Some ideas what to do when feeling lonely.
First: It is not your fault if you feel lonely. Pre-Covid19 in Malta 43% of citizens experienced some kind of loneliness. Being of older age is one reason making it even more likely. 58% of respondents who were 55+ were lonely.1 And surely the numbers are higher during the current pandemic. Probably many of us silver stars have experienced a kind of loneliness at one point in our lives. It is a societal challenge in many countries not only in Malta. In 2018 the UK government even added „Loneliness“ to the portofolio of one of its Ministers subsequently called „Minister for Sport, Civil Society and Loneliness“, probably a first globally. Loneliness can be considered a public health risk, another pandemic.
But what actually is loneliness? Hawkley describes it as a „distressing experience that occurs when a person’s social relationships are perceived by that person to be less in quantity, and especially in quality, than desired. The experience of loneliness is highly subjective; an individual can be alone without feeling lonely and can feel lonely even when with other people.“2
The causes for feeling lonely are varied and predominantly it is not the individuals fault. For elderly persons it can be the accumulation of different reasons. These can be for example the death of a partner, loved one or friend, a separation, becoming a pensioner, risk of poverty in old age, illnesses, decreasing mobility or the necessity to move into a residential home. For some the latter can even mean going into the closet again.
The numbers of people feeling lonely are high and the individual health risks can be serious. For older members of the LGBTIQ community it can be a particular challenge, considering that we often do not rely on the family but our friends, whom to meet is not easy given the restrictions which are currently in place.
What can you do when you feel lonely? Some ideas:
Take care of yourself - Be kind to yourself and love yourself, listen to your needs, make a wish come true, be mindful and use all your senses for example when outdoors. It will show when you feel good in your own skin. And that makes it easier to get to know new people.
Reach out - Corona requires physical distancing, which is difficult to handle for most of us, but it is a must! However, that does not mean to cut off social contacts. The wording „social distancing“ can be misleading. You can and should keep in touch with others. Although technology can never replace personal contacts it is an important tool. Contact friends or family members. Today there are so many means available apart from the good old phone and e-mail for example messenger services, apps. If you are not tech-savvy ask somebody to teach you.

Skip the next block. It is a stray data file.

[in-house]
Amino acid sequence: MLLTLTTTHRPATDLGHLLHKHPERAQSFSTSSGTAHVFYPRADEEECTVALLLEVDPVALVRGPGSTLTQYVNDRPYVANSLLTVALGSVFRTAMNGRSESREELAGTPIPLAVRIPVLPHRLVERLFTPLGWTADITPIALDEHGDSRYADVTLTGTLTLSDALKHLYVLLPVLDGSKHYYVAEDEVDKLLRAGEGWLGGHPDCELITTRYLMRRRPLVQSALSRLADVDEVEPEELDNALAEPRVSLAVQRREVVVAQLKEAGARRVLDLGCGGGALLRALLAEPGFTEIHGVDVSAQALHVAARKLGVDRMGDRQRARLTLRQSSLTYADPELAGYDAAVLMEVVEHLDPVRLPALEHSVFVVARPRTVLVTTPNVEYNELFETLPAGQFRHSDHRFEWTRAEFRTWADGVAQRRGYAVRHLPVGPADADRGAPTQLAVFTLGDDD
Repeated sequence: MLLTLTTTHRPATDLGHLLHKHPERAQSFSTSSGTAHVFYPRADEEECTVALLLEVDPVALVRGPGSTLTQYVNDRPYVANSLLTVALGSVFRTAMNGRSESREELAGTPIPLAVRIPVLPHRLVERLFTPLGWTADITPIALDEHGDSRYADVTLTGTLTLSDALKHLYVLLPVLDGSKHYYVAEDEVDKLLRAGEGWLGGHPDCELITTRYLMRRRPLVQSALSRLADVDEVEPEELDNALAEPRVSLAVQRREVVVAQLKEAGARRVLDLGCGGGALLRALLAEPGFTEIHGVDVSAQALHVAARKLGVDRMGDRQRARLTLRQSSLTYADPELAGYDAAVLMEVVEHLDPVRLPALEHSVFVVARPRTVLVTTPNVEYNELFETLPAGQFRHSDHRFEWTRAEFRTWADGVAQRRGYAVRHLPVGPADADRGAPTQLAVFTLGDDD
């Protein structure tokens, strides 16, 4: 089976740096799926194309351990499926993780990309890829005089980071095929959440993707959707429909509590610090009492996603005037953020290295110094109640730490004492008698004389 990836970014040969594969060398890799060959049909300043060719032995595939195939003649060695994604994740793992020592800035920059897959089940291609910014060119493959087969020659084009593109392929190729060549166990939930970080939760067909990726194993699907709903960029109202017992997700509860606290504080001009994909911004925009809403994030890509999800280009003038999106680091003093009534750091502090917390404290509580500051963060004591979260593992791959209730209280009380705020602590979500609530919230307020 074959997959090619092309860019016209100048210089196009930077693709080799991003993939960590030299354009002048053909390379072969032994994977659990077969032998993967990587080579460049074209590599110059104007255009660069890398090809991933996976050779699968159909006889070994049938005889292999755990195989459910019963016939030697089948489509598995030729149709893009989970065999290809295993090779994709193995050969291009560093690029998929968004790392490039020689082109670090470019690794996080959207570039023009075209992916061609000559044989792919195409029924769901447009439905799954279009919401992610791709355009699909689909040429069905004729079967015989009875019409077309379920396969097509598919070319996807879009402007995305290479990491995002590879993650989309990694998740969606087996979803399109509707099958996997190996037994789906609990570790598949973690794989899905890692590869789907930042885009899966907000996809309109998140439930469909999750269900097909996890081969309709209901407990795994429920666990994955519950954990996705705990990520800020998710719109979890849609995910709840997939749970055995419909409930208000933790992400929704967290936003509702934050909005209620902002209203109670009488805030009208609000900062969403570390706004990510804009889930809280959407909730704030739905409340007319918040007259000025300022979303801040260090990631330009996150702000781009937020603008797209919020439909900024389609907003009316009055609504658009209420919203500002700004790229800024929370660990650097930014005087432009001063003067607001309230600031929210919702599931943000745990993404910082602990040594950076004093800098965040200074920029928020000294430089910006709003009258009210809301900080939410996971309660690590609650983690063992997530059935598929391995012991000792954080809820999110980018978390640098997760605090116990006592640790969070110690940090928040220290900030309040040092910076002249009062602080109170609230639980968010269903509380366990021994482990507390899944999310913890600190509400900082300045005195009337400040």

The government set up a loneliness helpline which you can contact on +356 – 1772.
You can also reach out to the Rainbow Support Service (RSS) offered by MGRM (Malta Gay Rights Movement) on +356 - 79 43 00 06.
Structure your daily life - Without structure a day can become very long. Creating a structure does not sound very exciting but it helps. Set yourself small targets every day. Be active, look for things you can do in- and outdoors.
Go outdoors – Regularly going for a simple walk has many health benefits. It reduces stress, triggers endorphines, increases the metabolism, you get your vitamin D, it helps in case of muscle tensions and there is research that it even can slow down the development of dementia. In case your mobility is restricted reach out and ask somebody to go out with you.
Start a course – Learning something new can be very exciting, it is definitely never harmful or too late. When we are older we maybe need more time to learn but that should not stop us. Most of the courses offered by state institutions will start in October again. The applications for courses of the „Lifelong Learning“ programme start in July; https://lifelonglearning.gov.mt/. The University of Malta offers various part-time courses. Use the following link and click on „Attendance“ to find the course which suits your time schedule best (day, evening etc.): Study at UM - L-Università ta' Malta
The Malta College of Arts, Science and Technology (MCAST) too offers part-time courses: MCAST Gateway to industry Contact the Office of Part-Time Courses if you don't speak Maltese. Maybe English can be used as language of instruction.
Obviously there are also numerous private organisations offering courses.
Become a volunteer – There are so many NGOs in Malta covering various sectors, from art, culture, environment, migration, sports and LGBTIQ only to mention a few. Often they need more than only donations but helping hands to assist in daily adiministration, projects etc. And there is scientific evidence that supporting others has positive psychological effects on the person who helps. Here a list of NGOs: Voluntary Organisations list - A (gov.mt)
In addition to the above we as LGBTIQ community should ask ourselves what we can do to assist our silver peers. There are many ideas, for example establishing a visitors service (home visits of two hours once a week), introducing a companionship scheme where two persons start supporting each other (e.g. the younger one helps with shopping, the senior citizen helps with study work) or setting up a digital-tutor-programme (helping the elderly using social media).
Who of our readers, young and elderly, is ready to make some of these or other ideas to become reality?
However, senior LGBTIQ can also set up there own self-support-group. Maybe its about time too?!
1Marilyn Clarke, Andrew Azzopardi, Jamie Bonnici: The Prevalence of Loneliness in Malta: A nationally representative study of the Maltese population. 2019, retrieved 14.02.2021, fswLonelinessReportwithoutmarkings.pdf (um.edu.mt)